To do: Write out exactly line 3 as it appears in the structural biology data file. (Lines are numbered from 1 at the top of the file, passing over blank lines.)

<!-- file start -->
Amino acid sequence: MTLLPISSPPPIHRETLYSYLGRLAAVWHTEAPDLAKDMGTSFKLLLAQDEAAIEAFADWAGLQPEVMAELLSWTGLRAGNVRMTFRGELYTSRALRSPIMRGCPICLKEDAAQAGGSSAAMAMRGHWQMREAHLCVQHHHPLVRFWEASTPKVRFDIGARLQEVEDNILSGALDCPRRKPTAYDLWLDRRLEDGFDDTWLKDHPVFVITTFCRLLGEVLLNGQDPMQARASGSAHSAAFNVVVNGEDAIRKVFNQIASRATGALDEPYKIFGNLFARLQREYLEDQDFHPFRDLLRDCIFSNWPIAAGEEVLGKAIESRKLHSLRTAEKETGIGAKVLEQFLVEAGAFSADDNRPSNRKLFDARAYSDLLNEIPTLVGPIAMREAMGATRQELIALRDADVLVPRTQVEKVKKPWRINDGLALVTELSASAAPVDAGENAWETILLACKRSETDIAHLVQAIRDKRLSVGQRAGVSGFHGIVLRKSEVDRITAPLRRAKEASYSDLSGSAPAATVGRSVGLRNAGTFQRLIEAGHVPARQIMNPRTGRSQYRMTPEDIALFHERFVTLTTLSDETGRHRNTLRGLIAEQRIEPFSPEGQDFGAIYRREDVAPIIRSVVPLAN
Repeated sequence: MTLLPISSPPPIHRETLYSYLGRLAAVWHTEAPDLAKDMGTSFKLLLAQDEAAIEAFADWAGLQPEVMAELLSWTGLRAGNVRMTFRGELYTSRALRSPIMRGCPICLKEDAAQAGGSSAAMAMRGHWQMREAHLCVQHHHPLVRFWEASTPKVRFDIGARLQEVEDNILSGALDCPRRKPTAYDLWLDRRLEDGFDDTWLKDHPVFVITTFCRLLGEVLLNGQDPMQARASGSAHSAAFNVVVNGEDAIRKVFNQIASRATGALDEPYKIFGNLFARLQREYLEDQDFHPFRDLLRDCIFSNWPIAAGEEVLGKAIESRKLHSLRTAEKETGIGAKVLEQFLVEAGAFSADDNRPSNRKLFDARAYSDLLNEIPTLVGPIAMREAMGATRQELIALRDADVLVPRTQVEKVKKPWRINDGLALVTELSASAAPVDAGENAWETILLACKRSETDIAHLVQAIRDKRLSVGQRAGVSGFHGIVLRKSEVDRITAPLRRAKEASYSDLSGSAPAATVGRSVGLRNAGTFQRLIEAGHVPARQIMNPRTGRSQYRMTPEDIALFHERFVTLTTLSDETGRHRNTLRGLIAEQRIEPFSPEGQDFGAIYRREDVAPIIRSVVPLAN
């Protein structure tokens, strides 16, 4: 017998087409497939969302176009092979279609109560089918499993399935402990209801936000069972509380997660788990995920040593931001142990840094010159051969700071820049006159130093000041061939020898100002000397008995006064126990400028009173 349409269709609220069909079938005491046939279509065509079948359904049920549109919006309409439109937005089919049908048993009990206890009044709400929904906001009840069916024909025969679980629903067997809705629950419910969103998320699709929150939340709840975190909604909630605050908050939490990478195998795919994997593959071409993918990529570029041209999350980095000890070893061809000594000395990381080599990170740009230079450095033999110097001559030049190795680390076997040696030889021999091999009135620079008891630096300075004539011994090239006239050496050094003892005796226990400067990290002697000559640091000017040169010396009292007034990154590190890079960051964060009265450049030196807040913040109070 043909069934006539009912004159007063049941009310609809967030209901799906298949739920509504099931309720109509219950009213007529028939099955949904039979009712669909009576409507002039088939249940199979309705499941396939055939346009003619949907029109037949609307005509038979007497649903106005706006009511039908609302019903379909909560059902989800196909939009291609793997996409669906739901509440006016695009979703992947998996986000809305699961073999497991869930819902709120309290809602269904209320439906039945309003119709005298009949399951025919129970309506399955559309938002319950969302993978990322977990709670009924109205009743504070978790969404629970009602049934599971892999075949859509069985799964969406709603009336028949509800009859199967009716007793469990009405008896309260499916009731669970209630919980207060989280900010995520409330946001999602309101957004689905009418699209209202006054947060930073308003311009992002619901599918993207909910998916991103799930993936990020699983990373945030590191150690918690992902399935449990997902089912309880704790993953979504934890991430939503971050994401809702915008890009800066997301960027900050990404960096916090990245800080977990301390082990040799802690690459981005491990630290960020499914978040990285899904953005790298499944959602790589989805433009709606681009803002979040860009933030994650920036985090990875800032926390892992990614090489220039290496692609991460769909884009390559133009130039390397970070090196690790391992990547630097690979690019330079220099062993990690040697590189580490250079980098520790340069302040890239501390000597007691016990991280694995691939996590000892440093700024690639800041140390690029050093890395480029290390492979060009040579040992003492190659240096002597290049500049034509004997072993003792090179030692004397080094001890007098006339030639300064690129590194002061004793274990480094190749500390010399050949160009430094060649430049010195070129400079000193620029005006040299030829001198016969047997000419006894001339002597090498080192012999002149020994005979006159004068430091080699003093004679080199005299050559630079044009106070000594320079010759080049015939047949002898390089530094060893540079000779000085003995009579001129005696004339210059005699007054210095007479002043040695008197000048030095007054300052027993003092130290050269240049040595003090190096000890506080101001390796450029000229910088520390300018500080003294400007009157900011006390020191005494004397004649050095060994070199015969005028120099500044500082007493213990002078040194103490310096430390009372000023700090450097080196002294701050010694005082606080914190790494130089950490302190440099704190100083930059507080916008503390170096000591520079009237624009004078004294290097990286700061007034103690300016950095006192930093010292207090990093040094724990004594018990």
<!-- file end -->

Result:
């Protein structure tokens, strides 16, 4: 017998087409497939969302176009092979279609109560089918499993399935402990209801936000069972509380997660788990995920040593931001142990840094010159051969700071820049006159130093000041061939020898100002000397008995006064126990400028009173 349409269709609220069909079938005491046939279509065509079948359904049920549109919006309409439109937005089919049908048993009990206890009044709400929904906001009840069916024909025969679980629903067997809705629950419910969103998320699709929150939340709840975190909604909630605050908050939490990478195998795919994997593959071409993918990529570029041209999350980095000890070893061809000594000395990381080599990170740009230079450095033999110097001559030049190795680390076997040696030889021999091999009135620079008891630096300075004539011994090239006239050496050094003892005796226990400067990290002697000559640091000017040169010396009292007034990154590190890079960051964060009265450049030196807040913040109070 043909069934006539009912004159007063049941009310609809967030209901799906298949739920509504099931309720109509219950009213007529028939099955949904039979009712669909009576409507002039088939249940199979309705499941396939055939346009003619949907029109037949609307005509038979007497649903106005706006009511039908609302019903379909909560059902989800196909939009291609793997996409669906739901509440006016695009979703992947998996986000809305699961073999497991869930819902709120309290809602269904209320439906039945309003119709005298009949399951025919129970309506399955559309938002319950969302993978990322977990709670009924109205009743504070978790969404629970009602049934599971892999075949859509069985799964969406709603009336028949509800009859199967009716007793469990009405008896309260499916009731669970209630919980207060989280900010995520409330946001999602309101957004689905009418699209209202006054947060930073308003311009992002619901599918993207909910998916991103799930993936990020699983990373945030590191150690918690992902399935449990997902089912309880704790993953979504934890991430939503971050994401809702915008890009800066997301960027900050990404960096916090990245800080977990301390082990040799802690690459981005491990630290960020499914978040990285899904953005790298499944959602790589989805433009709606681009803002979040860009933030994650920036985090990875800032926390892992990614090489220039290496692609991460769909884009390559133009130039390397970070090196690790391992990547630097690979690019330079220099062993990690040697590189580490250079980098520790340069302040890239501390000597007691016990991280694995691939996590000892440093700024690639800041140390690029050093890395480029290390492979060009040579040992003492190659240096002597290049500049034509004997072993003792090179030692004397080094001890007098006339030639300064690129590194002061004793274990480094190749500390010399050949160009430094060649430049010195070129400079000193620029005006040299030829001198016969047997000419006894001339002597090498080192012999002149020994005979006159004068430091080699003093004679080199005299050559630079044009106070000594320079010759080049015939047949002898390089530094060893540079000779000085003995009579001129005696004339210059005699007054210095007479002043040695008197000048030095007054300052027993003092130290050269240049040595003090190096000890506080101001390796450029000229910088520390300018500080003294400007009157900011006390020191005494004397004649050095060994070199015969005028120099500044500082007493213990002078040194103490310096430390009372000023700090450097080196002294701050010694005082606080914190790494130089950490302190440099704190100083930059507080916008503390170096000591520079009237624009004078004294290097990286700061007034103690300016950095006192930093010292207090990093040094724990004594018990």